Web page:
After lunch, we went to “Race and Gender: What are the lessons of 2008?” (liveblog transcript here) If you’re a regular reader, you know that we don’t put much energy into electoral politics. But this panel was billed as going beyond that, and it completely lived up to its billing. The panelists were Adele Nieves (moderator), Maria Niles, Jill Miller Zimon, Cynematic, and Caille Millner. The panel covered an interesting range, not only of issues but of levels of experience. Once again, BlogHer’s cultural expectations made it possible to respect people who are new to these issues while clearly hearing the more complex and nuanced (and sometimes angry) positions. Topics ranged from the controversial New Yorker cover through white people working on racism in ourselves and others, to alternate metaphors (such as the Rubik’s cube) for discussing these subjects with less historical loading.

Laurie’s panel immediately followed this one (Debbie’s liveblog transcript with links to all participants here). Laurie says: “I was nervous about the moderation because Blogher’s approach needs a symphony conductor style. It took a lot of concentration, and it all went really well. We talked about body image issues, including size, race, gender, and sexualization of children in lucid and passionate ways. The conversation about early puberty development in both girls and boys and what that means in terms of parents’ and kids’ body image is one I really want to pursue. All three panelists were clear, lucid, intense and sometimes funny. I got my wish for a panel that discussed kids and body image in the broad and complex sense. The audience comments wove together with the panelists for a conversation that was way more than the sum of its parts. I wasn’t sure we’d pull this off and I was thrilled. Over the next day and a half, I really appreciated how many women told me that the panel was important, and good for them. I need to thank Denise Tanton and Jenny Lauck for their help.”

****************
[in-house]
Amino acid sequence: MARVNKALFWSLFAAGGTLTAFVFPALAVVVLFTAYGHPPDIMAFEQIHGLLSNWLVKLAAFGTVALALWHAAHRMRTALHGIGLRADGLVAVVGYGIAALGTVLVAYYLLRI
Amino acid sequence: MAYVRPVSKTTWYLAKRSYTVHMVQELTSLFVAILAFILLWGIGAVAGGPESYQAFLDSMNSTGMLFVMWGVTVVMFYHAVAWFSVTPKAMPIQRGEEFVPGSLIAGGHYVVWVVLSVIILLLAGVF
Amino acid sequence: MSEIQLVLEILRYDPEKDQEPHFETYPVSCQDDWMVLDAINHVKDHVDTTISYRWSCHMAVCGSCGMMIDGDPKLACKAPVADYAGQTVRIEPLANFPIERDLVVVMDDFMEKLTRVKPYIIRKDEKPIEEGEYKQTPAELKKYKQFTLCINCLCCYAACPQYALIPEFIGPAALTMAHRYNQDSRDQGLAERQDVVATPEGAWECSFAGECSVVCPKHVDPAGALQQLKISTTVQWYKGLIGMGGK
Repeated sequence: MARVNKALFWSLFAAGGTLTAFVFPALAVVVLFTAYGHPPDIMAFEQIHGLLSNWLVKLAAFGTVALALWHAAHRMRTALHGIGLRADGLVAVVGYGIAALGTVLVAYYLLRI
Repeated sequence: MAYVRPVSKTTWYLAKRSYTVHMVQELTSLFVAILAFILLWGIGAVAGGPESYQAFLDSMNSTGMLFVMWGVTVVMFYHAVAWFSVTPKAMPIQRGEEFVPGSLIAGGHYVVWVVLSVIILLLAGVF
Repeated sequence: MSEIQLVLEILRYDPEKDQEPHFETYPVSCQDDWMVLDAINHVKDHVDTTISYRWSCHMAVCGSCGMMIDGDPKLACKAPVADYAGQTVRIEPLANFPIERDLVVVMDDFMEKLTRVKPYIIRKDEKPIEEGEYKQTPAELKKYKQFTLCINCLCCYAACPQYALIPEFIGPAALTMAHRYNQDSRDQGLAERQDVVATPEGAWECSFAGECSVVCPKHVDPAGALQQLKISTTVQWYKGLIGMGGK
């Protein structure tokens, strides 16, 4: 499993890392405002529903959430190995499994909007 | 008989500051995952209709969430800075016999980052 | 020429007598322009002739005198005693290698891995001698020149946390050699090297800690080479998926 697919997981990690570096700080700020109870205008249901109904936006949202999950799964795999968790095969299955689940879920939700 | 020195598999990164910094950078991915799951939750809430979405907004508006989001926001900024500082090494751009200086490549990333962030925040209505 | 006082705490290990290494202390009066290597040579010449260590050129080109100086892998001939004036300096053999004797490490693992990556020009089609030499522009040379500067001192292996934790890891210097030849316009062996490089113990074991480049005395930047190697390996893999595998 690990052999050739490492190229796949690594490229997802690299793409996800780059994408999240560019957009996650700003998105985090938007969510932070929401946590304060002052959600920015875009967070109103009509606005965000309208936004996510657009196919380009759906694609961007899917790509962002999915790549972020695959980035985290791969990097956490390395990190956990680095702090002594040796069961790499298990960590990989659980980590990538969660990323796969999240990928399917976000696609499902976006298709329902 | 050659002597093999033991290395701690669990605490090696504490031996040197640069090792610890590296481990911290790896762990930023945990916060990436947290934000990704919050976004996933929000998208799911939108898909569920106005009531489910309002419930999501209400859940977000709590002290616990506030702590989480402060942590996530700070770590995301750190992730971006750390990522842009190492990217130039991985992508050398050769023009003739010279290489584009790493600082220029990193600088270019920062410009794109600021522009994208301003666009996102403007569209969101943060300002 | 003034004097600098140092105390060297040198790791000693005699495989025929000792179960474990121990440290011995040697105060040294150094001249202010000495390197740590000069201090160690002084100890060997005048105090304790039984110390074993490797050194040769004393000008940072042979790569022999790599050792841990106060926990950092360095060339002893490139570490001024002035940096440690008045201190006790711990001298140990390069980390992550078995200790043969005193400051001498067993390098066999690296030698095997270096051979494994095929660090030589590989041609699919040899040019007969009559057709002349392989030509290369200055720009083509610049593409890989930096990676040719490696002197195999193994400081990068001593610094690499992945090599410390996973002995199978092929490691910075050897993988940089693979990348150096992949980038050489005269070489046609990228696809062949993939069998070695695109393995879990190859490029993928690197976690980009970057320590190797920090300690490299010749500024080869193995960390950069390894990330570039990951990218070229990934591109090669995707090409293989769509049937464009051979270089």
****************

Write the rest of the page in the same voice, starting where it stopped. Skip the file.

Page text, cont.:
On Saturday, we went to one more fabulous panel (well, Debbie went to half of it): Blogging About Our Kids with Special Needs (liveblog transcript here). Panelists were Susan Etlinger, Shannon Des Roches Rosa, Kristina Chew, Jennifer Graf Groneberg, and Vicki Forman. The panel description says these women “are among those mommybloggers who are blogging their experiences and finding both a community and a cause.” Panelists and audience were sharing both intimate support and information and clearly finding the results helpful and important. The women in the room were a stellar example of mommyblogging as radical: this is a group which is truly pulling together to change laws, school policies, cultural expectations, and social attitudes. The discussion was intelligent, clear, and loving. Laurie says, “If you’re only going to read one transcript, read this one.”

There was lots of good stuff in the rest of the conference: other panels, hallway interactions, keynotes, swap meet, evening events. These were just the highlights for the two of us.

Thanks to Lisa Stone, Elisa Camahort Page, Jory Des Jardins, Kristy Sammis, and the host of staff and volunteers. We both know what it takes to make a conference as complicated as this one run smoothly, and they did a great job!